Many fans are cheering the end of the NFL's maligned blackout rules, which required a team to sell out its home game at least 72 hours before kickoff for it to be broadcast in the local area. But, according to online video technology company Ooyala's vp of product Jonathan Wilner, brands should be celebrating the fact that the NFL will—for the first time—use a distributor besides television this upcoming 2015 – 2016 season.
"They have the most lucrative TV rights and contracts in the world," Wilner said. "For them to say, 'We're going to put a game online. We don't even care how this might impact our DirecTV Sunday Ticket deal,' that's interesting."
On Monday, the NFL announced it would stream the Buffalo Bills vs. Jacksonville Jaguars game on Oct. 25 from Wembley Stadium in London worldwide. While networks have streamed games, including the Super Bowl, the NFL hasn't made games available live on a digital platform. Wilner—who previously was the chief technology officer of FOXsports.com—said with the NFL testing out video content on Facebook through its partnership with Verizon, it shows the league is getting more comfortable with the the digital medium. Wilner pointed out that this could bring in a whole new class of potential buyers and distributors, especially internationally. For example, the Buffalo Bills vs. Jacksonville Jaguars game happens to air at primetime in China, which could open up opportunities for the NFL in that market.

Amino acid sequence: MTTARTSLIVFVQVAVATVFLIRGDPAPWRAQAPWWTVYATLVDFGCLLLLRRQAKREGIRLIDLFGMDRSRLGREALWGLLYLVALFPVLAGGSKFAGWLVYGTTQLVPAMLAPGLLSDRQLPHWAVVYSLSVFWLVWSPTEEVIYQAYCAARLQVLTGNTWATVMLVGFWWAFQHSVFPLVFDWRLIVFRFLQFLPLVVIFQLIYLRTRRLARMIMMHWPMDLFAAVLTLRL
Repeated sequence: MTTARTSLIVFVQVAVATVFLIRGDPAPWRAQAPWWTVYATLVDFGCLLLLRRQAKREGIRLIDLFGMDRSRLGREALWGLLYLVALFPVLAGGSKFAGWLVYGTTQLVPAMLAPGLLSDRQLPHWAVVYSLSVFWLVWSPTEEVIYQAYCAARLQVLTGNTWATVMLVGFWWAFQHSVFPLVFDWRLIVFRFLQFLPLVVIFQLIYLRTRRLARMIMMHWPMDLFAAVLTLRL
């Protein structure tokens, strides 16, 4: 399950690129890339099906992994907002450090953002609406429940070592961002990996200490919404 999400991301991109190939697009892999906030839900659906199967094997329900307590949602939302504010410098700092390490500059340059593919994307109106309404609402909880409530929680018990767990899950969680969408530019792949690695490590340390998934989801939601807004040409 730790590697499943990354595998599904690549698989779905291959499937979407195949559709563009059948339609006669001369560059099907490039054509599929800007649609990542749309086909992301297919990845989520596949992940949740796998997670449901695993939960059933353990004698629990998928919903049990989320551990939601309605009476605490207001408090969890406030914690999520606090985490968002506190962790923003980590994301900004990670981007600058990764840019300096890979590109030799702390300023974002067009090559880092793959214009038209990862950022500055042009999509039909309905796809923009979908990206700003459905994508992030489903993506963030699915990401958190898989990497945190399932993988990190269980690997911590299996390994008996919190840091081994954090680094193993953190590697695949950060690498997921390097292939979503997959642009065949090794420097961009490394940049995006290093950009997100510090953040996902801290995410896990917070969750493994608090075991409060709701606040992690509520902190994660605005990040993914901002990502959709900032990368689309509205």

Wilner pointed out the NFL blackout policy hasn't affected that many games over the past decade. While his family used to have to point the antenna toward Flint, Mich. to get the blacked-out Detroit Lions games during the 1970s, the NFL hasn't had problems selling out games as of late. In the 1970s, 50 percent of the games were not broadcast due to the rule; only 5 percent of games were blacked out during the 2010s. Last year, no games were blacked out due to the regulation.
However, Baker Street Advertising executive creative director Bob Dorfman said the blackout ban may help assuage the fears of local advertisers who may have been concerned their ad would never air.
"It makes the NFL games a sure thing, a guaranteed buy, and a guaranteed media opportunity," he said.
But, the move to test out digital waters shows the NFL's confidence that they have large enough interest in an Internet-only audience, Dorfman said. With the younger audience more comfortable viewing sports on digital formats, it's a way to reach this demographic. It also presents new advertising opportunities on digital and mobile platforms.
"This is going to be the beginning of a process," Dorfman said. "It's going to be interesting to see if they continue to do this, take more games to streaming media to possibly pulling games and making it an exclusive on digital. This may be pitting cable broadcasters against digital platforms."